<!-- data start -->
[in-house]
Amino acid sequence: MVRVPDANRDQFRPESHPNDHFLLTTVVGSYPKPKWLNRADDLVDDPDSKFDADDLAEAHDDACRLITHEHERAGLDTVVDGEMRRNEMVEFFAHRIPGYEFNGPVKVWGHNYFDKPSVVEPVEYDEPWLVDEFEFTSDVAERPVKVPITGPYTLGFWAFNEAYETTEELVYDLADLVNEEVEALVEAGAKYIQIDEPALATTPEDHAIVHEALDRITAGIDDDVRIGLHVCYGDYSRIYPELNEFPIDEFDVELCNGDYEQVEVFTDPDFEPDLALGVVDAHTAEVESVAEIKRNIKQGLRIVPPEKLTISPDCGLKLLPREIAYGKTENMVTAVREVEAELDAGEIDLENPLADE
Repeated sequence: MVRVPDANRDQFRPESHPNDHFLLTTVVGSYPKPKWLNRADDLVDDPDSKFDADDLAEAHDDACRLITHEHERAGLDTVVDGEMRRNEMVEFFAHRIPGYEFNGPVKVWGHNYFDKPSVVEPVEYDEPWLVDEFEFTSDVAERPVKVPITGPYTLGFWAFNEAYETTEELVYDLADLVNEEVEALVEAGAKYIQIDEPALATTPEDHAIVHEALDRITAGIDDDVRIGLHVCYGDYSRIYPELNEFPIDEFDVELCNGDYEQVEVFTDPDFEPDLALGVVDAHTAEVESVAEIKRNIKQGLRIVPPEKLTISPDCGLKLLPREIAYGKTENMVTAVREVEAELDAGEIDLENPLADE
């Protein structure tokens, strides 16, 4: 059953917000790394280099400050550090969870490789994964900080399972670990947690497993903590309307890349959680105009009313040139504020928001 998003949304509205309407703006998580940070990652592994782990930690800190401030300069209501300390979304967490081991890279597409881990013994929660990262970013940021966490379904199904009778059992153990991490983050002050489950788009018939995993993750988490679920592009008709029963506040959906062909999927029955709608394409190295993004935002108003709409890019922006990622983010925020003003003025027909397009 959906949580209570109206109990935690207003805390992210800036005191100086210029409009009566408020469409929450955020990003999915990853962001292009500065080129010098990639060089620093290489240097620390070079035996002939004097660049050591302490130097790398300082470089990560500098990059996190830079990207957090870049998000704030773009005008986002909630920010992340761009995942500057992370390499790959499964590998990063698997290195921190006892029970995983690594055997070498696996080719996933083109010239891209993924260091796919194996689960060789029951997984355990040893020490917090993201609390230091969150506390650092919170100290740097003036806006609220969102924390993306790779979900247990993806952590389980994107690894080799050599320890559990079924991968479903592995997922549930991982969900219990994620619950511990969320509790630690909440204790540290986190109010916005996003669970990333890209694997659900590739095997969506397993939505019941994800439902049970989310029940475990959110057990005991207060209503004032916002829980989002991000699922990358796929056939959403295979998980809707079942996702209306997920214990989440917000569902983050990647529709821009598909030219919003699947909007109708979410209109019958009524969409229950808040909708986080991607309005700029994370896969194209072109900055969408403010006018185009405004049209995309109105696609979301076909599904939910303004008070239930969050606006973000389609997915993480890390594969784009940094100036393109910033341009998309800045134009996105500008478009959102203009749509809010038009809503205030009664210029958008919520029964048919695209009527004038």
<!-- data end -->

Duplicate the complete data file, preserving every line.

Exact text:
[in-house]
Amino acid sequence: MVRVPDANRDQFRPESHPNDHFLLTTVVGSYPKPKWLNRADDLVDDPDSKFDADDLAEAHDDACRLITHEHERAGLDTVVDGEMRRNEMVEFFAHRIPGYEFNGPVKVWGHNYFDKPSVVEPVEYDEPWLVDEFEFTSDVAERPVKVPITGPYTLGFWAFNEAYETTEELVYDLADLVNEEVEALVEAGAKYIQIDEPALATTPEDHAIVHEALDRITAGIDDDVRIGLHVCYGDYSRIYPELNEFPIDEFDVELCNGDYEQVEVFTDPDFEPDLALGVVDAHTAEVESVAEIKRNIKQGLRIVPPEKLTISPDCGLKLLPREIAYGKTENMVTAVREVEAELDAGEIDLENPLADE
Repeated sequence: MVRVPDANRDQFRPESHPNDHFLLTTVVGSYPKPKWLNRADDLVDDPDSKFDADDLAEAHDDACRLITHEHERAGLDTVVDGEMRRNEMVEFFAHRIPGYEFNGPVKVWGHNYFDKPSVVEPVEYDEPWLVDEFEFTSDVAERPVKVPITGPYTLGFWAFNEAYETTEELVYDLADLVNEEVEALVEAGAKYIQIDEPALATTPEDHAIVHEALDRITAGIDDDVRIGLHVCYGDYSRIYPELNEFPIDEFDVELCNGDYEQVEVFTDPDFEPDLALGVVDAHTAEVESVAEIKRNIKQGLRIVPPEKLTISPDCGLKLLPREIAYGKTENMVTAVREVEAELDAGEIDLENPLADE
């Protein structure tokens, strides 16, 4: 059953917000790394280099400050550090969870490789994964900080399972670990947690497993903590309307890349959680105009009313040139504020928001 998003949304509205309407703006998580940070990652592994782990930690800190401030300069209501300390979304967490081991890279597409881990013994929660990262970013940021966490379904199904009778059992153990991490983050002050489950788009018939995993993750988490679920592009008709029963506040959906062909999927029955709608394409190295993004935002108003709409890019922006990622983010925020003003003025027909397009 959906949580209570109206109990935690207003805390992210800036005191100086210029409009009566408020469409929450955020990003999915990853962001292009500065080129010098990639060089620093290489240097620390070079035996002939004097660049050591302490130097790398300082470089990560500098990059996190830079990207957090870049998000704030773009005008986002909630920010992340761009995942500057992370390499790959499964590998990063698997290195921190006892029970995983690594055997070498696996080719996933083109010239891209993924260091796919194996689960060789029951997984355990040893020490917090993201609390230091969150506390650092919170100290740097003036806006609220969102924390993306790779979900247990993806952590389980994107690894080799050599320890559990079924991968479903592995997922549930991982969900219990994620619950511990969320509790630690909440204790540290986190109010916005996003669970990333890209694997659900590739095997969506397993939505019941994800439902049970989310029940475990959110057990005991207060209503004032916002829980989002991000699922990358796929056939959403295979998980809707079942996702209306997920214990989440917000569902983050990647529709821009598909030219919003699947909007109708979410209109019958009524969409229950808040909708986080991607309005700029994370896969194209072109900055969408403010006018185009405004049209995309109105696609979301076909599904939910303004008070239930969050606006973000389609997915993480890390594969784009940094100036393109910033341009998309800045134009996105500008478009959102203009749509809010038009809503205030009664210029958008919520029964048919695209009527004038």